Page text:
|Blue dasher, male|
Nearly 30,000 lenses make up its compound eye, the dragonfly a 360-degree field of vision.
|On the fly|
|With Yellow iris (Iris pseudacorus)|
|Blue dasher, female|
|Depositing eggs while hovering|
|A vacated nymph case|
|An emergent adult with nymph case|
|The new adult spreading its wings|
|The 'obelisk' position|
|A water lily perch|
Blue dasher on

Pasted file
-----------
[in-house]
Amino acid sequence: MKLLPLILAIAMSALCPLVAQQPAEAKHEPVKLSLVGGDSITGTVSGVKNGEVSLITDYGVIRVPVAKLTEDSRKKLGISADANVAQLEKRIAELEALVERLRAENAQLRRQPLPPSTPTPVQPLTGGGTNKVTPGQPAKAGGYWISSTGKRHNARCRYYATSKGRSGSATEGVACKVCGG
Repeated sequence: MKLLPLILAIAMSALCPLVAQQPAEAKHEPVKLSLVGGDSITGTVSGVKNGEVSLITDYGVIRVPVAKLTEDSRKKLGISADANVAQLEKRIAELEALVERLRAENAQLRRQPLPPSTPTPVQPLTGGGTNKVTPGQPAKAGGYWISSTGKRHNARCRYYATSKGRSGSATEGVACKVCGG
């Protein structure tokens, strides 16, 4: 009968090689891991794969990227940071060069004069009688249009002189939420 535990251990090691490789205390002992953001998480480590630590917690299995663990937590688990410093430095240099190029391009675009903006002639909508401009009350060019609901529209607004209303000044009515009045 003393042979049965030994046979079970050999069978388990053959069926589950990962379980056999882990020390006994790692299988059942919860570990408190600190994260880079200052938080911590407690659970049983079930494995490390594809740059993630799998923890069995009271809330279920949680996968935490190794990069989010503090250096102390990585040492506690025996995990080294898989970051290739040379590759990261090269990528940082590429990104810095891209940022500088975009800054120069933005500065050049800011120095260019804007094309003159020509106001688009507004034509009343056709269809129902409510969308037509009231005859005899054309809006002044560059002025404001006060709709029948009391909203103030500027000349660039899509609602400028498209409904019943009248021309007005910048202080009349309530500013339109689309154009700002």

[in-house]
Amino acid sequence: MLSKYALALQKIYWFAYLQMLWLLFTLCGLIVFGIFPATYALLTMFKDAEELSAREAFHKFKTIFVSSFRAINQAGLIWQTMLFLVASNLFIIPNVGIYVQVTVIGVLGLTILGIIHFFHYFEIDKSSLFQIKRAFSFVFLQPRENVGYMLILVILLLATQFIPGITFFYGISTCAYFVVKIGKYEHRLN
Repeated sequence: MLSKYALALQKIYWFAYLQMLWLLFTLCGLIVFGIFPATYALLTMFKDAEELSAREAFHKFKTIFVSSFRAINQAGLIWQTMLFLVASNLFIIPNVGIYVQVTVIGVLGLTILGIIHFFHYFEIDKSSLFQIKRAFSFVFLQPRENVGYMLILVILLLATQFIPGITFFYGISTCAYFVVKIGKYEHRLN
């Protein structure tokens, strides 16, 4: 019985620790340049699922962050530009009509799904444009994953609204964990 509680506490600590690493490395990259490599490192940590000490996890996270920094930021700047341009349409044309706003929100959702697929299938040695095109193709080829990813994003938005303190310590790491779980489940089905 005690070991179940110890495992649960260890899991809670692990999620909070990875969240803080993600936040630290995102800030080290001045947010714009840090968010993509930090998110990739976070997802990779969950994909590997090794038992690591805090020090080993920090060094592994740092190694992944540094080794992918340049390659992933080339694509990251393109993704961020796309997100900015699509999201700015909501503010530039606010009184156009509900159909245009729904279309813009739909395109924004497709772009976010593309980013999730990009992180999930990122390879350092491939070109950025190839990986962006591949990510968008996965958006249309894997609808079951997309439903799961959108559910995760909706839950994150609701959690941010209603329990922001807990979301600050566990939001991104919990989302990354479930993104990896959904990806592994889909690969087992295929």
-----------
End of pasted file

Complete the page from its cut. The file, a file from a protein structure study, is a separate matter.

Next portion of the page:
When hovering, the dragonfly's wings stroke back and down independently in a kind of rowing motion that creates vortices of air and upward drag. Complex fluid dynamics are instrumental in keeping its body stationary. The efficiency of the wings is increased by their capacity to flex and twist with the air. This natural action conserves energy that the insect would otherwise have to use to effect such turns by exercising muscles. The wings in the foreground also show a solidly colored (dark) cell called a pterostigma, which by its slightly heavier construction helps dampen vibrations and assists in gliding.From the Universities Space Research Association's website.